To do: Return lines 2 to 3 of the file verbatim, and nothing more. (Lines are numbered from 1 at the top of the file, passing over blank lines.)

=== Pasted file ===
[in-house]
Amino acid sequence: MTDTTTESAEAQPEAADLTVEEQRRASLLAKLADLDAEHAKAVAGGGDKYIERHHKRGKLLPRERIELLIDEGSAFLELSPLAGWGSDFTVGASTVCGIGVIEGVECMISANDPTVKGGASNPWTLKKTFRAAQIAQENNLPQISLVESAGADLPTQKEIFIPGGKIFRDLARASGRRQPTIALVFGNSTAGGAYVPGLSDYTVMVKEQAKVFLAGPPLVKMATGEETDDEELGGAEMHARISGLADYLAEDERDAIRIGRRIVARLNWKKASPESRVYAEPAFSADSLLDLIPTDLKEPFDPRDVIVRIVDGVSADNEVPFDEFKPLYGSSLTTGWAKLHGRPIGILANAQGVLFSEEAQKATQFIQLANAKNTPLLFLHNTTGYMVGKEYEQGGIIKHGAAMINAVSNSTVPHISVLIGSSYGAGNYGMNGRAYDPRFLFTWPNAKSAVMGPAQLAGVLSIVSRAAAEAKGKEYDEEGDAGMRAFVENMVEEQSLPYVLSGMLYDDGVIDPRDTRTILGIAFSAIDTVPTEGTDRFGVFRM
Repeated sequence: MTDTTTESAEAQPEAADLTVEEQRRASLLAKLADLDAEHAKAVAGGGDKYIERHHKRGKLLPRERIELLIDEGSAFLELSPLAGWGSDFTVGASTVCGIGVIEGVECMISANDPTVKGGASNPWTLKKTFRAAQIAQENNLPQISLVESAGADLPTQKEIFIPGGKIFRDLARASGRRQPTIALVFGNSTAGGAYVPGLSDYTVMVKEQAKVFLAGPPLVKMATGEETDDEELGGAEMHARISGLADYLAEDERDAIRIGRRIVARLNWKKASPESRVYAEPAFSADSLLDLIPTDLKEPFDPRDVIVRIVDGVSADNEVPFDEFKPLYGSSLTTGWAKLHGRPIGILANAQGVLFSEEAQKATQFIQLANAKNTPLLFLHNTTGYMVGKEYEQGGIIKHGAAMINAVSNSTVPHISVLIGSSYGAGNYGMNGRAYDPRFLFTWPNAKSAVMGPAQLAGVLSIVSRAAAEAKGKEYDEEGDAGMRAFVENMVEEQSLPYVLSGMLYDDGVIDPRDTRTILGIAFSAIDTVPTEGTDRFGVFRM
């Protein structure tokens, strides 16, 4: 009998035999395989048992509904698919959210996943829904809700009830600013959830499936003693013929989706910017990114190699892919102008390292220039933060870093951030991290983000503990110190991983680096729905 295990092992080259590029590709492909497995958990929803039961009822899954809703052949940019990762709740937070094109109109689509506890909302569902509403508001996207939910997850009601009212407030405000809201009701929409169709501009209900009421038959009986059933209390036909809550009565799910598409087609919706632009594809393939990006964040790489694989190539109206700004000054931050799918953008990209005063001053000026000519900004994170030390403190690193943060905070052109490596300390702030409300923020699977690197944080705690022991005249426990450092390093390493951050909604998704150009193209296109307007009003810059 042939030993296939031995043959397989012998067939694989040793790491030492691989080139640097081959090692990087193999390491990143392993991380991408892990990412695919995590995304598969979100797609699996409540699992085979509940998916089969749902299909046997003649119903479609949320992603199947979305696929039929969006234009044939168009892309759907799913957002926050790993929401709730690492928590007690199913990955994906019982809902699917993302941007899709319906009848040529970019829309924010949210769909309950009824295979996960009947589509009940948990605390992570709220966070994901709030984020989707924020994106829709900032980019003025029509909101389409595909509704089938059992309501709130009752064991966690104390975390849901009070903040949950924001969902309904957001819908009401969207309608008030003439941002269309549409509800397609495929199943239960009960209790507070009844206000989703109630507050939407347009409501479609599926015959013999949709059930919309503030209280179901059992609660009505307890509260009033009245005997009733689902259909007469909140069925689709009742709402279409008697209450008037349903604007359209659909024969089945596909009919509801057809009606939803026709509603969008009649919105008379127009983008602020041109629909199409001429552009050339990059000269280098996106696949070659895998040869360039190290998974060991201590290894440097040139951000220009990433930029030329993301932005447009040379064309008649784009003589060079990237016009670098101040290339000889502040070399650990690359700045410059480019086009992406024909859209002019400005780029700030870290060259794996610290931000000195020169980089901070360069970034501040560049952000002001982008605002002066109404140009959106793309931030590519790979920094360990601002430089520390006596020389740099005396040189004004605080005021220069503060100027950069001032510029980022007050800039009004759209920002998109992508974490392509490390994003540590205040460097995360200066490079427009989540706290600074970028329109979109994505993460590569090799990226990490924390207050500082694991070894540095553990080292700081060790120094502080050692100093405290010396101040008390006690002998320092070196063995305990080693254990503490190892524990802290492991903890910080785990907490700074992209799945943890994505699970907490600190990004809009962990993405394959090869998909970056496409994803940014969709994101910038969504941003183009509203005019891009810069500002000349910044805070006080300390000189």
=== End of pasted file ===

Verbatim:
Amino acid sequence: MTDTTTESAEAQPEAADLTVEEQRRASLLAKLADLDAEHAKAVAGGGDKYIERHHKRGKLLPRERIELLIDEGSAFLELSPLAGWGSDFTVGASTVCGIGVIEGVECMISANDPTVKGGASNPWTLKKTFRAAQIAQENNLPQISLVESAGADLPTQKEIFIPGGKIFRDLARASGRRQPTIALVFGNSTAGGAYVPGLSDYTVMVKEQAKVFLAGPPLVKMATGEETDDEELGGAEMHARISGLADYLAEDERDAIRIGRRIVARLNWKKASPESRVYAEPAFSADSLLDLIPTDLKEPFDPRDVIVRIVDGVSADNEVPFDEFKPLYGSSLTTGWAKLHGRPIGILANAQGVLFSEEAQKATQFIQLANAKNTPLLFLHNTTGYMVGKEYEQGGIIKHGAAMINAVSNSTVPHISVLIGSSYGAGNYGMNGRAYDPRFLFTWPNAKSAVMGPAQLAGVLSIVSRAAAEAKGKEYDEEGDAGMRAFVENMVEEQSLPYVLSGMLYDDGVIDPRDTRTILGIAFSAIDTVPTEGTDRFGVFRM
Repeated sequence: MTDTTTESAEAQPEAADLTVEEQRRASLLAKLADLDAEHAKAVAGGGDKYIERHHKRGKLLPRERIELLIDEGSAFLELSPLAGWGSDFTVGASTVCGIGVIEGVECMISANDPTVKGGASNPWTLKKTFRAAQIAQENNLPQISLVESAGADLPTQKEIFIPGGKIFRDLARASGRRQPTIALVFGNSTAGGAYVPGLSDYTVMVKEQAKVFLAGPPLVKMATGEETDDEELGGAEMHARISGLADYLAEDERDAIRIGRRIVARLNWKKASPESRVYAEPAFSADSLLDLIPTDLKEPFDPRDVIVRIVDGVSADNEVPFDEFKPLYGSSLTTGWAKLHGRPIGILANAQGVLFSEEAQKATQFIQLANAKNTPLLFLHNTTGYMVGKEYEQGGIIKHGAAMINAVSNSTVPHISVLIGSSYGAGNYGMNGRAYDPRFLFTWPNAKSAVMGPAQLAGVLSIVSRAAAEAKGKEYDEEGDAGMRAFVENMVEEQSLPYVLSGMLYDDGVIDPRDTRTILGIAFSAIDTVPTEGTDRFGVFRM